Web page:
When Legal StrikesChaos Theory Meets DRM
Opinion: Sony's spyware approach to protecting intellectual property demonstrates the real danger of letting lawyers define policy in areas in which their zeal outstrips their expertise.A recent brouhaha over a bit of spyware Sony BMG included in some CDs to keep buyers from misappropriating the music raises important issues that will likely bleed out into your own development efforts. The backlash would have been avoidable of Sony had gotten its design goals and objectives straight and kept the legal department from meddling with of its Digital Rights Management (DRM) schema. It appears Sony failed to keep Legal from overstepping reasonable precautions, but its not alone in that; most large organizations maim themselves with repeatedly doing the same thing. Legal departments, especially within publicly-traded companies, tend to wield power disproportionate to their dutiesduties that are basically janitorial in that they are an overhead service intended to maintain tidiness and hygiene. Sadly, as management gets more cautious about legal repercussions, lawyers get a voice in decisions in which they not only have no expertise (such as IT), but in customer-facing initiatives, as well. Sonys aggressive spyware approach to DRM smells to high hell of the kind of good-intentions-turned-cognitive-dirty-bomb so many Legal-inspired projects descend into.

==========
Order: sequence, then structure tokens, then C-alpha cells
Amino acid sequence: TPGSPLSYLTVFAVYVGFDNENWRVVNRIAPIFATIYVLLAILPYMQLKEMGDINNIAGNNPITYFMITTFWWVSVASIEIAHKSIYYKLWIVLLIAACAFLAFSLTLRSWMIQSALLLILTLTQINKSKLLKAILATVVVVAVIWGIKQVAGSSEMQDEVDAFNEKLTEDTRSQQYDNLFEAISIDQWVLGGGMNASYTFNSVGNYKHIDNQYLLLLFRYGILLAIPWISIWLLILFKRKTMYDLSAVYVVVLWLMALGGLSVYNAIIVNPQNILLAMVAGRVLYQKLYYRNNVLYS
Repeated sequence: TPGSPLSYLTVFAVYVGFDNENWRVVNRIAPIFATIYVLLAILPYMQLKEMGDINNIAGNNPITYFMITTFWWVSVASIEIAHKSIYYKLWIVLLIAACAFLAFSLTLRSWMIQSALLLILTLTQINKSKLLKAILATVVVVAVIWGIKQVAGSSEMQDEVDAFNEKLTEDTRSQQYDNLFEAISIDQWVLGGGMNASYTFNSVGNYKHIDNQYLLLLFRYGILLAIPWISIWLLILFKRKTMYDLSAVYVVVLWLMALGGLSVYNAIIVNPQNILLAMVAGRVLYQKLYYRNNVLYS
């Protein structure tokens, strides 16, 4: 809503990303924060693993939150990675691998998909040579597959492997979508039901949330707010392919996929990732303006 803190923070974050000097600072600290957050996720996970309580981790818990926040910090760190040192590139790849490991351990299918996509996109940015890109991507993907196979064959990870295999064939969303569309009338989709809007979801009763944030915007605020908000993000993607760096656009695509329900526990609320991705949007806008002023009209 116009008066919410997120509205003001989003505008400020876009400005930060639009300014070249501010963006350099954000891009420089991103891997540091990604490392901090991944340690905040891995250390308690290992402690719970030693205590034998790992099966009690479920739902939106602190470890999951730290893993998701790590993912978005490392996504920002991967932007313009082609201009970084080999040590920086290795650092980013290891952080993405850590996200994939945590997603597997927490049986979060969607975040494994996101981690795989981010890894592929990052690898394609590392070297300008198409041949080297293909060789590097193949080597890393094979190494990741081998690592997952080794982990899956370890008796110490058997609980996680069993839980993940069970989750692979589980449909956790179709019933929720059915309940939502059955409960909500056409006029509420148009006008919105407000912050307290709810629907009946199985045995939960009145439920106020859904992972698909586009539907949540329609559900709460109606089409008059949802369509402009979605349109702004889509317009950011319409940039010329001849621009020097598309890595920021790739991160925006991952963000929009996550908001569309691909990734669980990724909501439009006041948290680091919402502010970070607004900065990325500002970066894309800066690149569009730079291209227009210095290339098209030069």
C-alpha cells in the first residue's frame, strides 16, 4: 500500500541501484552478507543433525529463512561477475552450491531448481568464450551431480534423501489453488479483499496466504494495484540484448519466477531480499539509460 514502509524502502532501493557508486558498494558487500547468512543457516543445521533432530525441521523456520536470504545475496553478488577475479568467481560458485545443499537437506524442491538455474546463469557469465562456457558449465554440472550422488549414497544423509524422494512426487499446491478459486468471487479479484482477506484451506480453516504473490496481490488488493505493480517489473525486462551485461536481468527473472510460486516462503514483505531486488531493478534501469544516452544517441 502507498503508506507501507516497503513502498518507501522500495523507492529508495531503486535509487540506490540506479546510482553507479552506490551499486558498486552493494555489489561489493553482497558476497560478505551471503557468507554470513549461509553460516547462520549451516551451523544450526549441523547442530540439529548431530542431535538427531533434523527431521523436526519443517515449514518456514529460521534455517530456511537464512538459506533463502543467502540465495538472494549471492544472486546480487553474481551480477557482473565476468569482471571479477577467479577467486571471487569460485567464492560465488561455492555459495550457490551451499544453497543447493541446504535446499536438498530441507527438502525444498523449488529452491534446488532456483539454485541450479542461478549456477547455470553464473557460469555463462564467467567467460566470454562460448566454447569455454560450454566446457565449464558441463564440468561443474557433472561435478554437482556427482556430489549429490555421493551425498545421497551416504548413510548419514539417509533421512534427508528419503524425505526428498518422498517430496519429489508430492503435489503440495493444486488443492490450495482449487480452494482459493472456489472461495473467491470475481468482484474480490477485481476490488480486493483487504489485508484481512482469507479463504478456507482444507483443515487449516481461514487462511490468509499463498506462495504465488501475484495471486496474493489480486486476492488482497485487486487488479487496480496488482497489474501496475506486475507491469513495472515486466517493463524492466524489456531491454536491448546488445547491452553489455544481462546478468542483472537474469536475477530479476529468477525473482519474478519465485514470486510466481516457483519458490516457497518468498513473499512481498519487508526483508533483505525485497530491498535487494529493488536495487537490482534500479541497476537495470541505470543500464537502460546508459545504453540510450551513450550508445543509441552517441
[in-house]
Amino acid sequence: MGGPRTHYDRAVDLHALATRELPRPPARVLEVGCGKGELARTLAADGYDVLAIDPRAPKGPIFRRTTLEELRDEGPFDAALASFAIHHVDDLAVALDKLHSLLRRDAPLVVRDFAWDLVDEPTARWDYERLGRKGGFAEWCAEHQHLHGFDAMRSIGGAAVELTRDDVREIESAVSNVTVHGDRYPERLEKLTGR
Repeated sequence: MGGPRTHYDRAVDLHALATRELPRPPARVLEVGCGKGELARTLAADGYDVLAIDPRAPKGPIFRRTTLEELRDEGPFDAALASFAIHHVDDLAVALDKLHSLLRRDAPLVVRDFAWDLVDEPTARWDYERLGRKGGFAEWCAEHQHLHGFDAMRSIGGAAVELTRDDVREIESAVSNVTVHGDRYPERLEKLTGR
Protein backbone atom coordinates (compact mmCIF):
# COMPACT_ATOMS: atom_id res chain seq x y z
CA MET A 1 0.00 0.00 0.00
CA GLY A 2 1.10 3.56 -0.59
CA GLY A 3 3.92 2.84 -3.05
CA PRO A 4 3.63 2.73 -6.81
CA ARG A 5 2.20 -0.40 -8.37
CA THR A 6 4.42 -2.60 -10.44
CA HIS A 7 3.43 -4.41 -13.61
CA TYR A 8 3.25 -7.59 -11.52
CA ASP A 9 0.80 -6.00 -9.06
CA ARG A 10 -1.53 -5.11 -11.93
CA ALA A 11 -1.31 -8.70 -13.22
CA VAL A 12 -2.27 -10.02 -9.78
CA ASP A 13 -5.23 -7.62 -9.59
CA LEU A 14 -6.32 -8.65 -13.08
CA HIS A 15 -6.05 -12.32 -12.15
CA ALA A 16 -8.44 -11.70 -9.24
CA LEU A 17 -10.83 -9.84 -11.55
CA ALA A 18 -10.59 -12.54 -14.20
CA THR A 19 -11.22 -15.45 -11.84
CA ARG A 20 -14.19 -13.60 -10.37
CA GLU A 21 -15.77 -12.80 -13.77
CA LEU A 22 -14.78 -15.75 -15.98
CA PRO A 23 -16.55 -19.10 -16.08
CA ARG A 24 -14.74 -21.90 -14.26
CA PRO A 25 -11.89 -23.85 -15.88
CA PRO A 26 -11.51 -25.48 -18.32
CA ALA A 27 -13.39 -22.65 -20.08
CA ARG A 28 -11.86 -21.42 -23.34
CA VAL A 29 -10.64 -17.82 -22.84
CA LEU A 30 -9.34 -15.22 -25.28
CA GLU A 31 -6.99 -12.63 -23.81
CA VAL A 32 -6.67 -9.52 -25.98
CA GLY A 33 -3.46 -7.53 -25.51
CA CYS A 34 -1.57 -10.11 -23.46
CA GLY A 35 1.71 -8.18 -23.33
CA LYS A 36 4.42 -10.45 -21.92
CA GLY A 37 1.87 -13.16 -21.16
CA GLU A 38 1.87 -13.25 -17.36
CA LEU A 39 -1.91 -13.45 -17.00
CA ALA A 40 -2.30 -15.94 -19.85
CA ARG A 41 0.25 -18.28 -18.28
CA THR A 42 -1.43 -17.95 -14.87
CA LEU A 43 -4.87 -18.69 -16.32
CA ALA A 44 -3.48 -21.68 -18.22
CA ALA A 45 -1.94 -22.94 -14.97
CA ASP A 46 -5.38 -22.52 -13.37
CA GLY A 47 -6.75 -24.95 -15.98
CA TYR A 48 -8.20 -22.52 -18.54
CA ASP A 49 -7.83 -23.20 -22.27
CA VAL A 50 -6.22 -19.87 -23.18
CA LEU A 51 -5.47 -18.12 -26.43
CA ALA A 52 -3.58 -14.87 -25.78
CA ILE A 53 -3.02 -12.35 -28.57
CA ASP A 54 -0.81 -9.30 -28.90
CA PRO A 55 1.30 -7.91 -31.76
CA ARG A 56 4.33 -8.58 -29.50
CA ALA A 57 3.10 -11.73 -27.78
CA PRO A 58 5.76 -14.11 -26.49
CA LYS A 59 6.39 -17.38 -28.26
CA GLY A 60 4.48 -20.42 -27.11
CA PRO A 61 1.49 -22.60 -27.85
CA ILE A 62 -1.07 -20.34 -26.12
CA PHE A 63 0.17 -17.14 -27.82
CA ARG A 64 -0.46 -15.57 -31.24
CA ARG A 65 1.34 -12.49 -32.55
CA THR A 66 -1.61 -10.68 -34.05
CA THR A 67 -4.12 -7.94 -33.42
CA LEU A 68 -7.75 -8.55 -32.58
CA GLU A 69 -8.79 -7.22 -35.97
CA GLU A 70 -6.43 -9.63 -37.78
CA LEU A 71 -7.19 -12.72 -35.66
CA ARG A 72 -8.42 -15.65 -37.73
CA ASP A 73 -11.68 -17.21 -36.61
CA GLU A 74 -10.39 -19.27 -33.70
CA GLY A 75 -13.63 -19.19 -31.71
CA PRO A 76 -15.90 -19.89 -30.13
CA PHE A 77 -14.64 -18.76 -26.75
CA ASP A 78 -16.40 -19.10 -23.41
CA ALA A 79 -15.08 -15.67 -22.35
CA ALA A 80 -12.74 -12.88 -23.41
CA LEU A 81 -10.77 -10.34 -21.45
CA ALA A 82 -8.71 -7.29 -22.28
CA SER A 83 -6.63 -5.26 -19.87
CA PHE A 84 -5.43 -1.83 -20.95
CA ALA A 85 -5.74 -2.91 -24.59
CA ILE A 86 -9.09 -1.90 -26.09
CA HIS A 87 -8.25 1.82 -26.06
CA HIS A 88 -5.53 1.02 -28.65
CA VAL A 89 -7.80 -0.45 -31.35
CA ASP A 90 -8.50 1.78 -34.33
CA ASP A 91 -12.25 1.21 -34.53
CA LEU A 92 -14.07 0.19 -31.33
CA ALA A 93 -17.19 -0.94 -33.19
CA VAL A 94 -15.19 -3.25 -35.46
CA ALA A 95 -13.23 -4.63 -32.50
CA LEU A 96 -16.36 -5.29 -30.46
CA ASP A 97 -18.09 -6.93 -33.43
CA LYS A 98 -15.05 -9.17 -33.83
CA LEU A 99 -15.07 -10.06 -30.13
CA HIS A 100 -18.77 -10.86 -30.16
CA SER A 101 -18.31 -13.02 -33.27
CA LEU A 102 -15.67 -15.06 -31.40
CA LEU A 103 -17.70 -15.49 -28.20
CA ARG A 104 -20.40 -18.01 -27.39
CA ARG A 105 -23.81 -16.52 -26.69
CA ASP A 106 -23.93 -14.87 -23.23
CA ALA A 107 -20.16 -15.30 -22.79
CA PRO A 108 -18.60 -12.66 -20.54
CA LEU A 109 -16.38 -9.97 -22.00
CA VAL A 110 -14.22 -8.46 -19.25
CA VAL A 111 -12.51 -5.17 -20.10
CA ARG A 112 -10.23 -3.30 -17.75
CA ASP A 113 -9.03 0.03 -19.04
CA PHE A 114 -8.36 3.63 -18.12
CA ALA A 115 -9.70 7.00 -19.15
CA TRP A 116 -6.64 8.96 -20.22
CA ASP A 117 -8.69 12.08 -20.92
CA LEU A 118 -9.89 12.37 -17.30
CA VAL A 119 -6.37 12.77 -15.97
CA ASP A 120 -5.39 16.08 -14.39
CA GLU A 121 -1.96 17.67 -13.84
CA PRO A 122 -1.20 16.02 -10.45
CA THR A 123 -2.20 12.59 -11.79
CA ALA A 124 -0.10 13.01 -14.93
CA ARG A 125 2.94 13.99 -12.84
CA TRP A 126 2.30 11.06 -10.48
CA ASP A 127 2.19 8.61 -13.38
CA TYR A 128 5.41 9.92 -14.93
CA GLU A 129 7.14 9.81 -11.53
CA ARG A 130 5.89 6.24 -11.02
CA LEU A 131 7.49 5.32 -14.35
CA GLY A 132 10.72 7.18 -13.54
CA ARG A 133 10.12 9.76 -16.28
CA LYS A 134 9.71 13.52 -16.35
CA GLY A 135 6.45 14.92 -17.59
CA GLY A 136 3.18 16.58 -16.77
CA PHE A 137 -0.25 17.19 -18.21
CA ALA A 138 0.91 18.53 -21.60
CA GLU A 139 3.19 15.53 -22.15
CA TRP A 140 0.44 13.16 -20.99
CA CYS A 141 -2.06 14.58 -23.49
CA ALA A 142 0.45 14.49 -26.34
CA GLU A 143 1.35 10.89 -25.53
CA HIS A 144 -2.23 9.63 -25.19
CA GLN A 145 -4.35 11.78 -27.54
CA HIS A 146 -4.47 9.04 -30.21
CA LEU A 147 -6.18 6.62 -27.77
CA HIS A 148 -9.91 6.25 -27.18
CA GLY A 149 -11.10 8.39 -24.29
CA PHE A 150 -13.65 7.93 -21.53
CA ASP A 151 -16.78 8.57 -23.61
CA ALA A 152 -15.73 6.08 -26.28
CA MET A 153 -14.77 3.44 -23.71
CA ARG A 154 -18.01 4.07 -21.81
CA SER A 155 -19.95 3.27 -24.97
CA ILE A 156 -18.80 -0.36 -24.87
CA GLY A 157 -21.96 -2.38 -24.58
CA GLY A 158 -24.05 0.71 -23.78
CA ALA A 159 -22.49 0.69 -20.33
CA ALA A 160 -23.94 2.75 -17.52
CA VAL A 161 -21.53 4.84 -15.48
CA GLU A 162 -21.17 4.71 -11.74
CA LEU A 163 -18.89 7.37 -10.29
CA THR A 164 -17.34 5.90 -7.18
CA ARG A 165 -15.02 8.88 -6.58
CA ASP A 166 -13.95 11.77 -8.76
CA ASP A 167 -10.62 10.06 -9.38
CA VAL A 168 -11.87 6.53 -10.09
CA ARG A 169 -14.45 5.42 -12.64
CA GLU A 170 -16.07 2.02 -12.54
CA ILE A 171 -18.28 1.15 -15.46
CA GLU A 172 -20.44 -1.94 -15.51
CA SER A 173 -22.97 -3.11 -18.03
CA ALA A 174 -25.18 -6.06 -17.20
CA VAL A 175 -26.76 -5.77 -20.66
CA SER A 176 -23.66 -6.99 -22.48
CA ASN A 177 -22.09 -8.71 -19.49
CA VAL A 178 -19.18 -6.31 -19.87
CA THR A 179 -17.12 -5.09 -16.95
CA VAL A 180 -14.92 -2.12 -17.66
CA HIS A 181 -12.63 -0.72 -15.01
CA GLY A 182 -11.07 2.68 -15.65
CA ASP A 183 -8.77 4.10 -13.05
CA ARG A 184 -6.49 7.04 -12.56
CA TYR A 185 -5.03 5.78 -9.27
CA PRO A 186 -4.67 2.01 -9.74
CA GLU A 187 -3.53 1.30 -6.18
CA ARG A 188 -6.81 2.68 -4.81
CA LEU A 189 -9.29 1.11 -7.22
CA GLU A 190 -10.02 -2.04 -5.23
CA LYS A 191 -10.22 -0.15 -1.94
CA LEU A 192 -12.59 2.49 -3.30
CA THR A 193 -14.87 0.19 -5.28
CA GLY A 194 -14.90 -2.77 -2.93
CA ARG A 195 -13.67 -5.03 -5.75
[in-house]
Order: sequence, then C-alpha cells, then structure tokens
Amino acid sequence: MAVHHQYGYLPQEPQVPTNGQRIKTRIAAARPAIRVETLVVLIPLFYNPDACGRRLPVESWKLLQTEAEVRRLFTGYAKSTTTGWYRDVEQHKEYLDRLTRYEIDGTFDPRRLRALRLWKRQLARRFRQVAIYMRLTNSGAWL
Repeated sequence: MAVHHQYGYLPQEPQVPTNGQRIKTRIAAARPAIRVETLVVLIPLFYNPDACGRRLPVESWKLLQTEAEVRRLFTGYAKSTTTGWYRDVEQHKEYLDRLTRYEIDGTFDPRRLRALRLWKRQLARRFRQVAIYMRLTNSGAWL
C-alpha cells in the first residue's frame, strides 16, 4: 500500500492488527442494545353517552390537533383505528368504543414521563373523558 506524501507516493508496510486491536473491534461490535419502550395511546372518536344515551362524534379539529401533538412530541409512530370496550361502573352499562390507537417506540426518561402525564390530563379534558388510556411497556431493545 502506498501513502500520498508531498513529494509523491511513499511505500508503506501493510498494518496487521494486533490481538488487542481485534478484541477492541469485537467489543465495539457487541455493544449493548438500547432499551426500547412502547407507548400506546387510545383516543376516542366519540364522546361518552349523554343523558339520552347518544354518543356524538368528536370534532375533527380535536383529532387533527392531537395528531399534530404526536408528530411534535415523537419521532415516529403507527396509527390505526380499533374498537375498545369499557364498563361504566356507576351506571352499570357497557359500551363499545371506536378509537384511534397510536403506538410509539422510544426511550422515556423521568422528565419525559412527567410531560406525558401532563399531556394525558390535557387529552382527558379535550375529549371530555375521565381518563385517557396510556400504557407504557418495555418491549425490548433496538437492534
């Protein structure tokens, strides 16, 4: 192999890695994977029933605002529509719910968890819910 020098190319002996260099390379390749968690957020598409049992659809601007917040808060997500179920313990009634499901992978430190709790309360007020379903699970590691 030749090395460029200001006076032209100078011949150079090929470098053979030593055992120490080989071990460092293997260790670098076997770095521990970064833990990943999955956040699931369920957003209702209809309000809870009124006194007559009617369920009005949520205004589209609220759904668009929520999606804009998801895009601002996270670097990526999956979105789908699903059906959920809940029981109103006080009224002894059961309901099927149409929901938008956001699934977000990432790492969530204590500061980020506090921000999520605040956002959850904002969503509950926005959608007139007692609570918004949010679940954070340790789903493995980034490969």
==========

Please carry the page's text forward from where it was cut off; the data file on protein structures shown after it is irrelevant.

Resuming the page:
Sonys objectives started out reasonably enough, propelled by an idea I support unrelentingly: They wanted to protect intellectual property they partially own. Cool. Protect it. But remember that protecting intellectual property doesnt mean ignoring fair use.